Sunday, June 22, 2008

Adventures In Rap #5: Run-D.M.C.

According to AMG's Stephen Thomas Erlewine, Run-D.M.C. are "hip-hop's Beatles." I don't think that comparison works at all. He writes, "Run-D.M.C. were the Beatles of rap because they signaled a cultural and musical change for the music, ushering it into its accepted form; neither group originated the music, but they gave it the shape known today." That may be true, but listening to Run-D.M.C. in 2008, I can't say that their music strikes me as being all that...good. Maybe they are more like "hip-hop's early silent films": historically groundbreaking and tremendously influential in their time, sure, but...I tend to prefer my movies with sound these days.

Rap's detractors like to say that hip-hop is just noise and not music. The thing is, with Run-D.M.C., I don't know if that dismissive statement is too far off the mark. Most of their songs really don't have hooks or melodies or anything of that nature. I mean, their crossover collaboration with Aerosmith (a revamped cover of "Walk This Way") ends up being one of their best songs simply by default, given that it is an actual song with an actual melody. Otherwise, there aren't too many Run-D.M.C. songs I'd be inclined to listen to twice. Rap scholars also make much of the group's hybrid rap-rock sound, but it seems to me that the rap that followed owes little to this almost random stylistic direction. What do heavy metal guitars have to do with the young black urban experience?

I mean, I feel like I have to squint my eyes and tilt my head to see exactly what made Run-D.M.C. so much more grittier and more credible than the other acts of their era. Erlewine writes that "Run-D.M.C. helped move rap from a singles-oriented genre to an album-oriented one -- they were the first hip-hop artists to construct full-fledged albums, not just collections with two singles and a bunch of filler." As far as I can tell, he is correct. But if Kurtis Blow and Grandmaster Flash albums resemble those early Motown collections with names like The Supremes Today and The Four Tops Sing For You, Run-D.M.C. albums don't exactly strike me as What's Going Ons or Talking Books, you know what I mean?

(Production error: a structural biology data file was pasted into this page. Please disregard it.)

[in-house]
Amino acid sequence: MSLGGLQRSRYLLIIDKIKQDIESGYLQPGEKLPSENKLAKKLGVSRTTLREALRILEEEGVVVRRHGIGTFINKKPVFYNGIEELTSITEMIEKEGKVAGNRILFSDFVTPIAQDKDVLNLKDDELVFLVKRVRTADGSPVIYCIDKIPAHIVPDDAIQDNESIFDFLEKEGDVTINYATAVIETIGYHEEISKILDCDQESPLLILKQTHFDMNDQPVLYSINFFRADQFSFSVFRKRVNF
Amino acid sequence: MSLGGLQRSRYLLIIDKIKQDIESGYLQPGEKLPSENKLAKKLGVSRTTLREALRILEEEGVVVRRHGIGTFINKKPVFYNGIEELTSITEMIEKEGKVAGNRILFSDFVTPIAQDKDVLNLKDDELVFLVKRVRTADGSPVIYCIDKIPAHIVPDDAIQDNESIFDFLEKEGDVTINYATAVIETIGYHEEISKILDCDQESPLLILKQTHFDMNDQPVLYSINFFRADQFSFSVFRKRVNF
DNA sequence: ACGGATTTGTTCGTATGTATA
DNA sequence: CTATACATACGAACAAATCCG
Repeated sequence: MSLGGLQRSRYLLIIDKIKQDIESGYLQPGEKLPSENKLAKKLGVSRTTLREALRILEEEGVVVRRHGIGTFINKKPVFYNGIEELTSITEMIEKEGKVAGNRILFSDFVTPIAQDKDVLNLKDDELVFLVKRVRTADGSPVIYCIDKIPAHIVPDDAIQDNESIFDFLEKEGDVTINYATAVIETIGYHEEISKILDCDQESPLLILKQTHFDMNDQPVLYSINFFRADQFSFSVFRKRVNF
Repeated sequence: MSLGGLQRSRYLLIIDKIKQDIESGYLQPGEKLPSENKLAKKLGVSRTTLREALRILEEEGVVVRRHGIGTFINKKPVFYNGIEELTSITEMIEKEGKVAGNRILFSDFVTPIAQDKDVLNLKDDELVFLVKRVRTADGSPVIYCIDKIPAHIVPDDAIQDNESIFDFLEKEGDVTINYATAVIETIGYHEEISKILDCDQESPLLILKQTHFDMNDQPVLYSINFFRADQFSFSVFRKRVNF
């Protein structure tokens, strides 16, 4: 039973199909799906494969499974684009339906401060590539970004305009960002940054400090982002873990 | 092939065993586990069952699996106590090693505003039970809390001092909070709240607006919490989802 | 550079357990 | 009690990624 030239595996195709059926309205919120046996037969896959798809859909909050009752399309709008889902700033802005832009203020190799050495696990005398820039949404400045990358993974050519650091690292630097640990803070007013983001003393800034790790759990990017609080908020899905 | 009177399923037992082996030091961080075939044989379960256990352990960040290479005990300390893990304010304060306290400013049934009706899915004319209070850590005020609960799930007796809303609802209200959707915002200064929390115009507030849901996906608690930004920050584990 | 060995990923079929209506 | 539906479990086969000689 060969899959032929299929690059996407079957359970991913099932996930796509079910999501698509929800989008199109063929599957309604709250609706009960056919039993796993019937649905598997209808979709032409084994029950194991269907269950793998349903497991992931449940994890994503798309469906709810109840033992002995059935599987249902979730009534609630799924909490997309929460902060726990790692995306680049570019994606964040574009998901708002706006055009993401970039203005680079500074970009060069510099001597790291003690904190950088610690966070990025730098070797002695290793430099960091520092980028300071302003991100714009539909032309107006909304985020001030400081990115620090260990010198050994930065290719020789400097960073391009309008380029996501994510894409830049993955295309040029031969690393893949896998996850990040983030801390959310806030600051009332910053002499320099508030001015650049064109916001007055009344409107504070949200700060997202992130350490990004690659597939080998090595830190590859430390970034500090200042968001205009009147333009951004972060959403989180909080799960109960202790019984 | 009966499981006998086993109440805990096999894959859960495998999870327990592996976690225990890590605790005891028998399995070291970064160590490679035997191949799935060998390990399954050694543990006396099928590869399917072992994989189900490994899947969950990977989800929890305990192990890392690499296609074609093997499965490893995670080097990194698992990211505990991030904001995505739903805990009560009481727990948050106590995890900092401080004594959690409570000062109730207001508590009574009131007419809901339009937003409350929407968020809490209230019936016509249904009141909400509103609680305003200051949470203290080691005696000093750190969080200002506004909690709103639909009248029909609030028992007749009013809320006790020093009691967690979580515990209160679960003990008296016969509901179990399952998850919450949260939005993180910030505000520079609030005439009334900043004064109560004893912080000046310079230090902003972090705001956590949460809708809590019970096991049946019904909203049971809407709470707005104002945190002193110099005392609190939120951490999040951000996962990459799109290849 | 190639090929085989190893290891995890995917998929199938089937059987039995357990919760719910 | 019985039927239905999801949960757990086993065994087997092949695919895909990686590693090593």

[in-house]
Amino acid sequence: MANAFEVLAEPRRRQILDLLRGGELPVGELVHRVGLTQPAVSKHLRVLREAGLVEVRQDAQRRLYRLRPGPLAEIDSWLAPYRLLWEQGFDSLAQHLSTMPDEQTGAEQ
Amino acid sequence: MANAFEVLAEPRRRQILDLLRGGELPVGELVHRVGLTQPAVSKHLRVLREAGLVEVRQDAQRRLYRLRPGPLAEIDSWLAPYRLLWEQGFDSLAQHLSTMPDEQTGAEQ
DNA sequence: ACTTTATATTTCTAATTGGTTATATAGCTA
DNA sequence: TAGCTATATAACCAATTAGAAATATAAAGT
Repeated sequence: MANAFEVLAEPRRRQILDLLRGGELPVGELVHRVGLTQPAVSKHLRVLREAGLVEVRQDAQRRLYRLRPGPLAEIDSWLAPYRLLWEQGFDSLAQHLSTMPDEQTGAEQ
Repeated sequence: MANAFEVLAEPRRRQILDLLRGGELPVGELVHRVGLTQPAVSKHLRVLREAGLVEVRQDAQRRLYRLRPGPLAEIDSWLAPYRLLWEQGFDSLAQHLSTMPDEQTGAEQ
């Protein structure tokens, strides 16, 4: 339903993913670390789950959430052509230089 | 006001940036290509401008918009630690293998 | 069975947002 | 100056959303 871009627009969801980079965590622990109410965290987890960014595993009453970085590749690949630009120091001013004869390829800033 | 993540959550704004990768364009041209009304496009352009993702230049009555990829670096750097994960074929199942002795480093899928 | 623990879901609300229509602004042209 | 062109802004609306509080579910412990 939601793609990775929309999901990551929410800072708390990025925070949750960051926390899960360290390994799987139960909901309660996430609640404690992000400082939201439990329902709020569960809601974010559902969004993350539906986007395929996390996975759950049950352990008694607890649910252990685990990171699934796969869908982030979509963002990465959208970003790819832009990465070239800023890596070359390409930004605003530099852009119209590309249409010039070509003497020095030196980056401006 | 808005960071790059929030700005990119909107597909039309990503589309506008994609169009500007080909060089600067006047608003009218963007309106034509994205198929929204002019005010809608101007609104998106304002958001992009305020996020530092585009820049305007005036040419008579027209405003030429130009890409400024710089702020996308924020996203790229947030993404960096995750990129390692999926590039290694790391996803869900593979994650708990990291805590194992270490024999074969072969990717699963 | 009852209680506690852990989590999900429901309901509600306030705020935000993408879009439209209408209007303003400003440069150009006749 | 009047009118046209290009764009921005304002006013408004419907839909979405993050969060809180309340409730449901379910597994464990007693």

And their lyrical approach is sort of stuck halfway between the engaging cheesiness of Sugar Hill era rap and the nasty, in-your-face harrowism of the more political late '80s rap. I mean, Kurtis Blow may be cheesy, but nobody calls Kurtis Blow a lyrical genius. In other words, Run.D.M.C.'s lyrics are not bad enough to be entertainingly bad, but probably not good enough to actually be good. An example from "King of Rock":

They call us ill, we're gettin' iller
There's no one chiller
It's not Michael Jackson
And this is not Thriller
As one def rapper, I know I can hang
I'm Run from Run-D.M.C., like Kool from Kool and the Gang
Roll to the rock, rock to the roll
D.M.C. stands for devastating mic control
You can't touch me with a ten foot pole
And I even made the devil sell me his soul

This is not terrible, but it is not Chuck D. Now, you will hear Chuck D go on and on about how Run-D.M.C. completely blew him away in 1984, but influence cannot be the only measure of a band's quality. The Beatles are not just the best group in rock because they were the most influential, but also because they remain the most musically rewarding. I mean, maybe if you combined Public Enemy, N.W.A., De La Soul and the Beastie Boys into one big group, then you might have something that you could possibly call "the Beatles of rap." As is it, I'm certainly glad Run-D.M.C. moved the genre along, but after reading Erlewine's comments in the All Music Guide, I have to say I expected...more.


Herr Zrbo said...

I thought that Run-DMC gained popularity because they were the first rap artists who looked like normal guys. Like with their adidas shoes and Raiders(?) jackets, they were accessible icons. Sort of like how the look of the grunge era Seattlites was in complete contrast to the glitzy glam of Motley Crue, ya know? I have no idea about the music though.

Hey, don't forget 'Christmas in Hollis', still have to bust that one out every Xmas.

Little Earl said...

Yeah, and rap really stuck with that whole "normal guy" thing.

Herr Zrbo said...

Well, just like in rock, it's a fashion that comes and goes. Look at Dr. Dre and Snoop on the Chronic, once again they were dressed up like regular (urban) guys, and they rapped about partying, etc. Sure it's got that layer of 'killing foos is ok', but strip that away and Snoop/Dre looked like regular dudes. Definitely in contrast to B.I.G.
But like I said, I can't comment much about the music.

yoggoth said...


B.I.G. looked weirder than Snoop??

Little Earl said...

Oh, that's not actually a word I guess. Oh well, it should be.

Herr Zrbo said...

I think you lost me.